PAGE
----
A mysterious illness is rapidly spreading through India's most populous state, killing dozens of children as well as adults.
The disease bears many of the symptoms of severe cases of dengue, including high fever, joint pains, headaches, dehydration and nausea.
In some cases, the patients also suffer from declining platelets, a crucial part of the circulation system that allows blood to clot.
In the space of a week, at least 40 children have died from the fever in Uttar Pradesh, a state in India's north with a population of 200 million.
All of the patients have been tested for coronavirus, and thus far no link has been found between the two illnesses.
The mystery illness is putting an incredible strain on hospitals in the city of Firozabad.
Uttar Pradesh chief minister Yogi Adityanath pledged to help families of people with the disease.
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"The dedicated COVID-19 ward at the district hospital of Firozabad is reserved for patients suffering from this fever," he said.
Already India has been overwhelmed by COVID-19, especially the Delta strain which originated in the country.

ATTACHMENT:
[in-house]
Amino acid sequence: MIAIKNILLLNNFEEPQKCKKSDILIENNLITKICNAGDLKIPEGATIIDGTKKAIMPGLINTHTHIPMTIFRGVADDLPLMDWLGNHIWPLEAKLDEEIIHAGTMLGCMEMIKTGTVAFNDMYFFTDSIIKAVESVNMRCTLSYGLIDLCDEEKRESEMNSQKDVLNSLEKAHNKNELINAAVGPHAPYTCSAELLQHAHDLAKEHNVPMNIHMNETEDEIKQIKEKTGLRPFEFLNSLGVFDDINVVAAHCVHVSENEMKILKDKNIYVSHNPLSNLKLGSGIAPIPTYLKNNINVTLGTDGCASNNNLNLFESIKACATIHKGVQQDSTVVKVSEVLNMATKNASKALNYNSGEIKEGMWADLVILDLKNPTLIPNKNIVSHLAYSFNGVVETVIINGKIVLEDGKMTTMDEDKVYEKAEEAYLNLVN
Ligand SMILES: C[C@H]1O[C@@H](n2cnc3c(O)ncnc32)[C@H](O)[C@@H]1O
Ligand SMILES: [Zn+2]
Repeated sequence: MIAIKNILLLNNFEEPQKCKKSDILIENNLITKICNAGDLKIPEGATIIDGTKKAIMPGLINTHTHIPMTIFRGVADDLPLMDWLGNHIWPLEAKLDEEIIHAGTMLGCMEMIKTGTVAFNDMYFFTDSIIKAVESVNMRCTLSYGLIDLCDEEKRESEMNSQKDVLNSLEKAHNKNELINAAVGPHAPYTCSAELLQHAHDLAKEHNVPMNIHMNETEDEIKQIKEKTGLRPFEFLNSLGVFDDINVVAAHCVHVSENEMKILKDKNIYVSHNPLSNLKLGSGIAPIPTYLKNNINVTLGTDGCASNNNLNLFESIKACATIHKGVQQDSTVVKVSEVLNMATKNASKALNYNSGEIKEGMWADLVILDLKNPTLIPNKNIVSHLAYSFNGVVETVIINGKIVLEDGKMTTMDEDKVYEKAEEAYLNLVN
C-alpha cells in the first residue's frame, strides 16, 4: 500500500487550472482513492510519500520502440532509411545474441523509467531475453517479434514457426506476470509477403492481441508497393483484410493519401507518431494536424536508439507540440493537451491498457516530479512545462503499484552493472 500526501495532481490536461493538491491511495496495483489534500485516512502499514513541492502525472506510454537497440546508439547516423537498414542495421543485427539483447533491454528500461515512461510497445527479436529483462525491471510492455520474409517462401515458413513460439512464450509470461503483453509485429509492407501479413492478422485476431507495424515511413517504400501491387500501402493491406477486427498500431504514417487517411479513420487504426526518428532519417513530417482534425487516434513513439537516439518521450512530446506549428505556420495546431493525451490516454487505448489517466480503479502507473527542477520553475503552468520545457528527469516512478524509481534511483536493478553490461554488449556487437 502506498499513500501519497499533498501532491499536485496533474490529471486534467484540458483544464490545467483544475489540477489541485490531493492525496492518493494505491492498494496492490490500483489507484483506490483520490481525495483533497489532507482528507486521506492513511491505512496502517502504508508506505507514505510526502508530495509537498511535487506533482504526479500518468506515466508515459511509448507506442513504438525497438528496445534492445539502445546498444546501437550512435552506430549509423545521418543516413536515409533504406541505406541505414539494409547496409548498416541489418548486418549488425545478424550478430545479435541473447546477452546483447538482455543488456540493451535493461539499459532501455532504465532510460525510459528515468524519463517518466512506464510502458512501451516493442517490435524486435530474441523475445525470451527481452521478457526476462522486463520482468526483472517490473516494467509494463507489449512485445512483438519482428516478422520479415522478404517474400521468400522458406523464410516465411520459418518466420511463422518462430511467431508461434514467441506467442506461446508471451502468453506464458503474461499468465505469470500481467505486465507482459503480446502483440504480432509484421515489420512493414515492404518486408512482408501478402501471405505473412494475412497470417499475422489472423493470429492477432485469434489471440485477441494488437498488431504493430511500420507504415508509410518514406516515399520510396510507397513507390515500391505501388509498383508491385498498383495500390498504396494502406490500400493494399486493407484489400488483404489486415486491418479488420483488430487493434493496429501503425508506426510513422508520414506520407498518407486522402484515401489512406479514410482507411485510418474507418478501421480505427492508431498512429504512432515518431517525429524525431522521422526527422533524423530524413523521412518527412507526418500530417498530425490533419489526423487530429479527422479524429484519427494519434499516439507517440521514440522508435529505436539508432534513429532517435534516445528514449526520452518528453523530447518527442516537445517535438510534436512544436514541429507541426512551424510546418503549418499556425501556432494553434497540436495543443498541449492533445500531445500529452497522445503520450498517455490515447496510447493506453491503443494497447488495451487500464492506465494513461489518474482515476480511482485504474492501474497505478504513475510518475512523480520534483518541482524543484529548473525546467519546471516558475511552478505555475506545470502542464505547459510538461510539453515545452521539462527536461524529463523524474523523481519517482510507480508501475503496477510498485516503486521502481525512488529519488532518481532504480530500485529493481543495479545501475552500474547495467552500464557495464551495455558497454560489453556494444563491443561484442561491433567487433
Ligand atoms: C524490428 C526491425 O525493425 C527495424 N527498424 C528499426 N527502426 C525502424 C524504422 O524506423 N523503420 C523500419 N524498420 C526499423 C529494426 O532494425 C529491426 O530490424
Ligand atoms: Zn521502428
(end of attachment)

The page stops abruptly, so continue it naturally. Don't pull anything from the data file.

Dengue is a mosquito-borne illness widespread in some Asian and Latin American countries.
In its most severe form, there is no specific treatment, according to the World Health Organisation.
"The combined impact of COVID-19 and dengue epidemics can potentially result in devastating consequences for the populations at risk," WHO said in a statement.
"The disease is now endemic in more than 100 countries in the WHO regions of Africa, the Americas, the Eastern Mediterranean, South-East Asia and the Western Pacific."
Dengue is spread by a particular mosquito known as the Aedes aegypti, which in Australia is only present in far north Queensland.
But dengue is not normally present in Australia.
In order for the virus to spread, an already infected person would have to arrive in Australia, and then be bitten by a local mosquito.